By Capt. Bill Pike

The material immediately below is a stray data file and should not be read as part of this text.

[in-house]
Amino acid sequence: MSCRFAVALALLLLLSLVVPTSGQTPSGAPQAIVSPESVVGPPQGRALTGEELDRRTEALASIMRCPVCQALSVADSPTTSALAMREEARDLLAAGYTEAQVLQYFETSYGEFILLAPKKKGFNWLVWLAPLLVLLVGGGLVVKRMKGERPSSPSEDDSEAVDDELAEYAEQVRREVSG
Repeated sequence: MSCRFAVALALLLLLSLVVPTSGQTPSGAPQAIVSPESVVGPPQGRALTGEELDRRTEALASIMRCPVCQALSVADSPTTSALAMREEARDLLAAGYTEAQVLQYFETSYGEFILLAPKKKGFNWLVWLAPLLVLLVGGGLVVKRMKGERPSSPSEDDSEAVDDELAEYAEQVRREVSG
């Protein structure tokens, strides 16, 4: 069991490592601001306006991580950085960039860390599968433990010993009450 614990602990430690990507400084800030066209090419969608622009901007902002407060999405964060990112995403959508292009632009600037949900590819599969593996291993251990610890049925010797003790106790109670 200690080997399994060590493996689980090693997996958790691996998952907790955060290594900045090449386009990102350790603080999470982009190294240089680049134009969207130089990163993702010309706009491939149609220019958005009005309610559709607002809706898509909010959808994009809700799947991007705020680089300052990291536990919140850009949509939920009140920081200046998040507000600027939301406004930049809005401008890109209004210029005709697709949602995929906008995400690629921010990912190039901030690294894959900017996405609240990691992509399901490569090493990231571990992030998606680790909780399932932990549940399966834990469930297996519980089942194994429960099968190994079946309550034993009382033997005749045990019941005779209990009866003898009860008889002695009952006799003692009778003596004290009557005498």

Several years ago, resin infusion entailed a number of steps. The outer skin (including gelcoat and skin coat) was infused, with coring materials and the inner skin to follow. Not only was this time-consuming, inefficient, and prone to expensive error, it also meant that a hull, deck, or other large molding was fraught with secondary-bonding problems arising from contamination, atmospheric issues, and comparative internal weakness. However, first with a process called Resin Infused Vacuum Assisted Transfer or R.I.V.A.T. and then with a more recent and advanced methodology called Full Stack Infusion, Marlow Yachts has developed a way of infusing very large fiberglass parts in one shot, thus obviating the aforementioned problems. Today, even Marlow’s newest offering, the 97E, is constructed using the full-stack method. The process begins with fiberglass fabrics (Marlow prefers stitched materials over woven, declaring them to be ultimately stronger and more stable) numbered, labeled, and cut precisely to geometrically fit the interior of a hull, deck, or other mold. Then the fabrics are placed in their designated spots and covered with a heavy plastic film outfitted with flow media. Next, vacuum pumps remove all the air from beneath the film, sensitive equipment thoroughly checks for even minute leaks, and finally, resin is fed into the media in a very controlled fashion. What results, says Marlow, is an extremely tough, hard laminate that is totally free of voids, excess resin, and extra weight.